Late last year, after developing an annoying facial tic and some other symptoms, Sylvia White walked into her doctor’s office and joked that she probably had a brain tumor.  Two months later she underwent delicate surgery to remove a relatively large, but benign mass that she named Cruella de Ville. She went public about the life-altering experience on her blog last week and dropped another bombshell: She’s closing her Ventura art gallery. Many factors, all personal, played into the bittersweet decision to pack up the space, including the upcoming birth of her first grandchild. In the five years that her gallery has been open in Midtown, White has brought some of the world’s most celebrated contemporary artists to the area, including Ed Moses, Don Ed Hardy and Christo.  Her husband, John, an internationally respected performance artist and collected visual artist has also made an impact on the community through his work and involvement; that will not change. The two will maintain a studio and office in an industrial area of Ventura where she will continue her 35-year consulting career and he will make art.  The gallery is closing its doors on July 15. There will be two more exhibits before then:  “Collector’s Choice,” which opened last week, will run through May 25, and Jim Murray which opens  June 7.  

While White has a huge heart for Ventura and its artists, she does not mince words when it comes to government leadership, policies and attitudes concerning the arts community. She took a few minutes to speak with VCReporter before heading off to yoga class.

VCReporter: How have your feelings about the city’s art community changed since first moving here?
Sylvia White It’s important that people of Ventura understand this was a tremendous labor of love for me. My [consulting] business is what supported the gallery. I know I was appreciated, [but] no one wanted to take the next step in terms of getting educated or leveraging the experience of having me there.

There are five museums in striking distance. Not one of them approached me or tried to take advantage of the times when I had big-name artists in town, or buy work or [seek] my advice about curatorial decisions. The minute I moved here the city discontinued grants for artists and buying art.  The [Museum of Ventura County’s] acquisition committee is made of people who know nothing about art.  There is no curatorial person on the committee. You can’t have laypeople making those kinds of decisions.  There are some extraordinary Ventura artists [whose work has] not seen the inside of the museum. The resources are not being tapped.  It’s like having an oil well in your back yard and not tapping it. I adore Ventura. I respect the artists. There are things that happened to me that would never have happened in L.A. It’s been great for me. I think I was a great ambassador for Ventura. Everyone would say, “Why are you in Ventura,” and I loved answering that because it’s such a vital arts community. There is something to do every night and that is the beauty of a small vital art-scene town. I will miss that. I feel very proud and satisfied. I don’t know that I’m going to have a gallery again or what the future will bring. But right now I want to focus on my consulting business and being a grandma — and on getting better. I am healed as much as I can be physically, but the tumor took a toll on me emotionally. When you think you’re going to die it changes you in profound ways.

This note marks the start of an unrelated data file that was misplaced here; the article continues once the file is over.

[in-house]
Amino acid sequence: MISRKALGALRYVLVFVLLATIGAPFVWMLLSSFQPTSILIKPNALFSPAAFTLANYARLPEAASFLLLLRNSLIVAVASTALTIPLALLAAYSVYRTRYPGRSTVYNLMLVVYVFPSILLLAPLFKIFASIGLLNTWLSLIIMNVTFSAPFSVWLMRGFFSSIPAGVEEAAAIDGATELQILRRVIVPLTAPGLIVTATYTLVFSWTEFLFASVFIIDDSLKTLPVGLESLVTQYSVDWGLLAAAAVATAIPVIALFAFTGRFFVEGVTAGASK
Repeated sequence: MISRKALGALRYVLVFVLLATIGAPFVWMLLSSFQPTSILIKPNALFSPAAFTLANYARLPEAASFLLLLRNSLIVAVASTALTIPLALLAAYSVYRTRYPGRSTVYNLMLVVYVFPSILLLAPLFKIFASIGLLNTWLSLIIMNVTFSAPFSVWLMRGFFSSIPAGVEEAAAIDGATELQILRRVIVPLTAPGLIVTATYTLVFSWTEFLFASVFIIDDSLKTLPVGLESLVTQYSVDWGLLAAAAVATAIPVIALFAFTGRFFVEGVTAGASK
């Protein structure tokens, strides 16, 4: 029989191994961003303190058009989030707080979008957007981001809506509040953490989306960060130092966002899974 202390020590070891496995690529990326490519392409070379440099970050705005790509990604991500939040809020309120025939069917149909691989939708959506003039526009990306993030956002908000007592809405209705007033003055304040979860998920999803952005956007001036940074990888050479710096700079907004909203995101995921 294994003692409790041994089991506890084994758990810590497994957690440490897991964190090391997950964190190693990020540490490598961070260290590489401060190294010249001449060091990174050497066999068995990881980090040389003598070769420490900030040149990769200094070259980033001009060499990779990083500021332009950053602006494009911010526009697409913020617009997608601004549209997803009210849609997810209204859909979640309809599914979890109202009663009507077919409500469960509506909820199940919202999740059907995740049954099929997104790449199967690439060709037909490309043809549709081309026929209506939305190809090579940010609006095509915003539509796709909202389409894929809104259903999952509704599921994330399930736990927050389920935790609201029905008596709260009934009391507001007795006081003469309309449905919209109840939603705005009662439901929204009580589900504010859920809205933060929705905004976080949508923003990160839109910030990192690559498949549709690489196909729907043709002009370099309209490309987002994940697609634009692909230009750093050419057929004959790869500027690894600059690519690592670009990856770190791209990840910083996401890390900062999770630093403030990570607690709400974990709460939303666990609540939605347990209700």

So the city lost its cultural focus.
I don’t think the city has any. What are they doing? There’s no support for the arts anymore. When I moved here there was this great article in the Wall Street Journal that talked about how artists moving into a community is the No. 1 reason real estate prices go up. The city did this whole study. . . .  I remember sitting in these sessions for hours and hours talking about how much the economy is stimulated by having artists there. And still, nothing. I admire the art community for surviving because the city has done nothing for them.

Is the city doing anything right?

No. Everything I came here for has been dismantled. Public art, the grants program. City Hall stopped buying art, ArtWalk isn’t funded anymore.  There were the electrical boxes and the bus stops . . . they were so cool! What happened to that? OK, the money dried up, but you know, you have to put things in priority. If you want businesses like mine to stay in Ventura, you need to show you deserve it. The city flat-out dropped the ball.

What does a robust and sustainable art scene look like?

It looks like it did when I first came here. And that would have been the city continuing the support of the arts through the grants. It was the city’s funding the ArtWalk.  The city should have done something to promote the WAV on a more national level, and [addressed] the disaster of the downstairs not being rented. That building should not have been occupied until the downstairs was full. That could have been a vital community, it could have been a phenomenal project, and they kind of left it on its own to flounder. A vital arts city would have had all those things I was promised when I came here, which is what made it exciting for me.

What is important for people to know about you and the closing of the gallery?

A: I’m OK. B: I love what I do and I’m not going to stop. C: The brain tumor opened a new world for me that I never knew I had. I would never have taken a month away if this hadn’t happened. There’s some kind of Einstein theory about when two like energies meet, and it was something my daughter said. It wouldn’t have taken knee surgery or pneumonia, it had to be a brain tumor. It had to be the most serious thing imaginable to stop me. I feel like I dodged a bullet.